At 19:34 29/03/2012, JimeBoHe wrote:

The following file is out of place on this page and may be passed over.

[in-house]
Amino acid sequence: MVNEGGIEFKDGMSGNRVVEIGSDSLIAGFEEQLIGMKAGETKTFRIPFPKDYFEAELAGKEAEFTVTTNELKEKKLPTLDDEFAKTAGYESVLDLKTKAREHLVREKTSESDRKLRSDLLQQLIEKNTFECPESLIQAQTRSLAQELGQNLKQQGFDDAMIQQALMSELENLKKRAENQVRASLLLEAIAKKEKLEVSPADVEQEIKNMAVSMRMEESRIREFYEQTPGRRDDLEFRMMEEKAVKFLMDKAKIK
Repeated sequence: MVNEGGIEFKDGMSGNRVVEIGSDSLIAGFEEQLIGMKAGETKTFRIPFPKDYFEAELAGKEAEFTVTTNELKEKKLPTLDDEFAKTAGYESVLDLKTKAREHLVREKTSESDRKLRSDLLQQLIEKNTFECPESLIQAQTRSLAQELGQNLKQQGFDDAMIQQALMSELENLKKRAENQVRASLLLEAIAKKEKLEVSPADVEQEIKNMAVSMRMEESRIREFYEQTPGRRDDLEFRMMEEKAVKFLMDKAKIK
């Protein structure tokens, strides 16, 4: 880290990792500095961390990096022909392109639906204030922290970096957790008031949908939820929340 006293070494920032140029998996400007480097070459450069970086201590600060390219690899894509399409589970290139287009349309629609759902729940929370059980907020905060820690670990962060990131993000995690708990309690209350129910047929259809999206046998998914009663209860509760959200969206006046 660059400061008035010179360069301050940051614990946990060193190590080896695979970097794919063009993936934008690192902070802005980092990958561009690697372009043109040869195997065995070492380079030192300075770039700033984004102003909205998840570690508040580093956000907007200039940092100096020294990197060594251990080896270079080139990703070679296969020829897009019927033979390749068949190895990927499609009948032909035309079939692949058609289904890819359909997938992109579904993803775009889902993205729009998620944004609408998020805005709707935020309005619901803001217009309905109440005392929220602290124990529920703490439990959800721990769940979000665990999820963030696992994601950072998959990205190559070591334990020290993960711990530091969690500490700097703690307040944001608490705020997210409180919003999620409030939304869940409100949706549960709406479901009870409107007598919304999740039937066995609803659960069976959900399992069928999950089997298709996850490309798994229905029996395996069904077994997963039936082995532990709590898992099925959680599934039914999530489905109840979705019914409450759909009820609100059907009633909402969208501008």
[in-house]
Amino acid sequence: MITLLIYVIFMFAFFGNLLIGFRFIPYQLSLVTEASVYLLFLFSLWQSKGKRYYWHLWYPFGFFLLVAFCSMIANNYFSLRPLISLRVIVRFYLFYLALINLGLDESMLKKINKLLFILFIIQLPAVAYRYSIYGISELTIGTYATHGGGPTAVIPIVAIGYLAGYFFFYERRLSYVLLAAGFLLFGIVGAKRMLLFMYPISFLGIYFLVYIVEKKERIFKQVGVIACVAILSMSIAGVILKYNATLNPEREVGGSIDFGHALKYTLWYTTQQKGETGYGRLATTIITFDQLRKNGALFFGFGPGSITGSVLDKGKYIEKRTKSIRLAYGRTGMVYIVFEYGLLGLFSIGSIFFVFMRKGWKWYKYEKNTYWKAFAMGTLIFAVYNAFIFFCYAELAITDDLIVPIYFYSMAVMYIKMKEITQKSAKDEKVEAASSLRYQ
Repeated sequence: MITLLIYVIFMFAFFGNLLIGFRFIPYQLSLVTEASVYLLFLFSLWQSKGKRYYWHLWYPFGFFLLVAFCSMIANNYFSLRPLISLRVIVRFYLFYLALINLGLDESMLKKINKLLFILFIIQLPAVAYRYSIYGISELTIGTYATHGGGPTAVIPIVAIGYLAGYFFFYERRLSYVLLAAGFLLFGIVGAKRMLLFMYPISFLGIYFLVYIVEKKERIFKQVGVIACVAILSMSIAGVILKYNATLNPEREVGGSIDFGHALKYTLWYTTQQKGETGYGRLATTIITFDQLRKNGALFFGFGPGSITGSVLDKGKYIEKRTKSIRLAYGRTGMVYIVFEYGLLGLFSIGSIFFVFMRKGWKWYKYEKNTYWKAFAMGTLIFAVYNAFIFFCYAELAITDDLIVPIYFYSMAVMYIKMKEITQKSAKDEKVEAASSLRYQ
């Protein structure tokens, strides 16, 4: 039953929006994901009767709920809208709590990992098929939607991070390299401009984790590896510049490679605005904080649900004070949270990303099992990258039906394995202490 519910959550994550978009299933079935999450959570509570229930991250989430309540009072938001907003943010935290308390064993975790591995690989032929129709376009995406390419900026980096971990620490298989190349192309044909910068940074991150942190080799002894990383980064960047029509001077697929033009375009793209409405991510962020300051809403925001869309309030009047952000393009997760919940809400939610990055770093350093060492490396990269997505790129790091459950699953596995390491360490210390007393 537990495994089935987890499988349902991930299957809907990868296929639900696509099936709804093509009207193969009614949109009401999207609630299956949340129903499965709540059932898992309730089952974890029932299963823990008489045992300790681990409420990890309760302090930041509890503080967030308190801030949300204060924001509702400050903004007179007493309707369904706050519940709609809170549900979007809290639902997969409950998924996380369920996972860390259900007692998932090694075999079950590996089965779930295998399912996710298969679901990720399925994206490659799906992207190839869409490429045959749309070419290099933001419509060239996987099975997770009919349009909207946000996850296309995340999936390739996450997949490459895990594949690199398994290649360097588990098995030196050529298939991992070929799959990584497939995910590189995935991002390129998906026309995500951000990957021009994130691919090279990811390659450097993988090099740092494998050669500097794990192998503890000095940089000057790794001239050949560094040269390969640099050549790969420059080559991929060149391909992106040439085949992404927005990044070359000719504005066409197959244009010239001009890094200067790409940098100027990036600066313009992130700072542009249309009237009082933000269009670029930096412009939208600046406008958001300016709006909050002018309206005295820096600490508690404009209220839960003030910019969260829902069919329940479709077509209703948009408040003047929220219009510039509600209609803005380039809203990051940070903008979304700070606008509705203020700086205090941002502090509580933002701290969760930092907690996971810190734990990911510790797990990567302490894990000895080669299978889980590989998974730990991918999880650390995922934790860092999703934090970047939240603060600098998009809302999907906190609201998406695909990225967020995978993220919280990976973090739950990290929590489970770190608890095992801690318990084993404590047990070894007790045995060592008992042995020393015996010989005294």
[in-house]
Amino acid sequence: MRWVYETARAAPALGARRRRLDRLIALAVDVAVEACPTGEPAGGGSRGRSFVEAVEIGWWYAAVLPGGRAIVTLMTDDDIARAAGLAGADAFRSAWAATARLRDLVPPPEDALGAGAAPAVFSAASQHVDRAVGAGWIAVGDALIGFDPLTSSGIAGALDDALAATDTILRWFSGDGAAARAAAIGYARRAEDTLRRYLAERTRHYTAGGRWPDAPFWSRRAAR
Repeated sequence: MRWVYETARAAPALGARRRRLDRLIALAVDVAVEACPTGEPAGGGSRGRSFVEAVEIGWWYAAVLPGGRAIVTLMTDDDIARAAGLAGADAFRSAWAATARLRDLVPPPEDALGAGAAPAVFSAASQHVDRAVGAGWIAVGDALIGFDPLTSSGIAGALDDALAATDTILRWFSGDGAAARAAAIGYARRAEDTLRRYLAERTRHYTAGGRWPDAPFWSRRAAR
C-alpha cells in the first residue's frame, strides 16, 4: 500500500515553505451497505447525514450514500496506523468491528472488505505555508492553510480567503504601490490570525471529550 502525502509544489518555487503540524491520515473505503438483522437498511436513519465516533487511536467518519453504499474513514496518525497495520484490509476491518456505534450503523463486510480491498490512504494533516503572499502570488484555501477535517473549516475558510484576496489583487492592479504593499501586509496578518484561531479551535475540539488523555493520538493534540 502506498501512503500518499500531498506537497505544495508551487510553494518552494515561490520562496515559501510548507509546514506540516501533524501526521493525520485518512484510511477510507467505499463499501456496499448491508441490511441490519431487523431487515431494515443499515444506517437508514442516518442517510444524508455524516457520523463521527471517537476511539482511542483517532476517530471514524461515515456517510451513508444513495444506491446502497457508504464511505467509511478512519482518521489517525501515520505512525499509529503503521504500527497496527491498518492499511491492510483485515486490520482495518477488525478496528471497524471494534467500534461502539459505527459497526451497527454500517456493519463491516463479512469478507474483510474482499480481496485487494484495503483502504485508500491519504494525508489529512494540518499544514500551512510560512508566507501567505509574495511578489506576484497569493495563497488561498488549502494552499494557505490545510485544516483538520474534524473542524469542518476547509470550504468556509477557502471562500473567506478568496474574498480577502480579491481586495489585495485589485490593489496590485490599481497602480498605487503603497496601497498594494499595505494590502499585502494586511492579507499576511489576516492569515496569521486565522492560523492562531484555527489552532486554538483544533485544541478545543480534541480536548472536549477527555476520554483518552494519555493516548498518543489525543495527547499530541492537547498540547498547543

>I am a new user in R, so I am sorry if this is a basic question but I am kind >of lost here and I really would appreciatte your help. Dear Jimena Comments in-line >I have behavioral information of sea lions and I've done a binomial >Generalized Linear model using Rcmdr, to understand what variables are >affecting the place where Male's fights are being made (water or land). One >of my possible models includes Agression Type, number of females around the >fight and temperature in the moment. > >******************* > > GLM.2 <- glm(Place ~ AgType + Females + Temp, family=binomial(cloglog), >+ data=June) > > > summary(GLM.2) > >Call: >glm(formula = Place ~ AgType + Females + Temp, family = binomial(cloglog), > data = June) > >Deviance Residuals: > Min 1Q Median 3Q Max >-2.4448 -0.7248 0.4220 0.6741 1.8798 > >Coefficients: > Estimate Std. Error z value Pr(>|z|) >(Intercept) 3.43071 0.82164 4.175 2.97e-05 *** >AgType -1.23463 0.37166 -3.322 0.000894 *** >Females 0.05812 0.01320 4.404 1.06e-05 *** >Temp -0.08614 0.02453 -3.512 0.000444 *** >--- >Signif. codes: 0 '***' 0.001 '**' 0.01 '*' 0.05 '.' 0.1 ' ' 1 > >(Dispersion parameter for binomial family taken to be 1) > > Null deviance: 175.79 on 141 degrees of freedom >Residual deviance: 125.33 on 138 degrees of freedom >AIC: 133.33 > >Number of Fisher Scoring iterations: 8 >**************************************** > > >When I ran hosmerlem test it seems that I have a good fit to the data. > >************************ > > hosmerlem(Place, fitted(GLM.2)) > X^2 Df P(>Chi) >7.5123428 8.0000000 0.4824925 >***************************** > >However if I run only AgType, or Agtype + Temp, when running Hosmerlem test; >it gives me an error that says: * ERROR: 'breaks' are not unique*. > >I've been having the same error when I try to run other models or when I use >different link functions like logit. > > >So... right now my questions are: > >1. What is this error means? as far as I have seen in the Hosmerlem test >code that I am using, it seems to depend on the yhat probs, but to be honest >I don't really understand what is this "yhat". The code I am using is: yhat is the predicted value of y (the outcome variable). You do not provide us with a reproducible example so this is only a guess but I suspect if you look at the values of yhat for the failing models you will find you have many replicated values and so at least two values of the breakpoints are identical. But, as I say, this is at best a guess. >hosmerlem <- >function (y, yhat, g = 10) >{ > cutyhat <- cut(yhat, breaks = quantile(yhat, probs = seq(0, > 1, 1/g)), include.lowest = T) > obs <- xtabs(cbind(1 - y, y) ~ cutyhat) > expect <- xtabs(cbind(1 - yhat, yhat) ~ cutyhat) > chisq <- sum((obs - expect)^2/expect) > P <- 1 - pchisq(chisq, g - 2) > c("X^2" = chisq, Df = g - 2, "P(>Chi)" = P) >} > > >2. I've seen in older posts that Cessie - van Houwelingen - Copas - Hosmer >unweighted sum of squares test for global goodness of fit test; seems to be >a better alternative. However I am probably doing something wrong because I >can't get it work. > >I installed and loaded rms package and I ran the following command: > > > resid(GLM.2, 'gof') > >As far as I understand 'gof' is another package with this description: >Implementation of model-checking technique based on cumulative residuals. >So, for the command I also installed and loaded 'gof' package You seem to be so far away from success here that I think remote advice is not going to help. >However I get this: *ERROR: 'arg' should be one of "deviance", "pearson", >"working", "response", "partial"* > >If I use any of the arguments that it suggests, it gives me a list of >residuals, but I doesn't show the Z or the P. That is because it is doing what it is documented to. I am not familiar with the gof function nor do I see it in the index for rms (as you implied) so it is a bit hard to know what you are trying to do here. >So, if someone could help me understand what I am doing wrong I really would >appreciate it. > > > > >-- >View this message in context: >http://r.789695.n4.nabble.com/Hosmer-Lemeshow-goodness-of-fit-tp3508127p4516441.html >Sent from the R help mailing list archive at Nabble.com. Michael Dewey [hidden email] http://www.aghmed.fsnet.co.uk/home.html ______________________________________________ [hidden email] mailing list https://stat.ethz.ch/mailman/listinfo/r-help PLEASE do read the posting guide http://www.R-project.org/posting-guide.html and provide commented, minimal, self-contained, reproducible code. |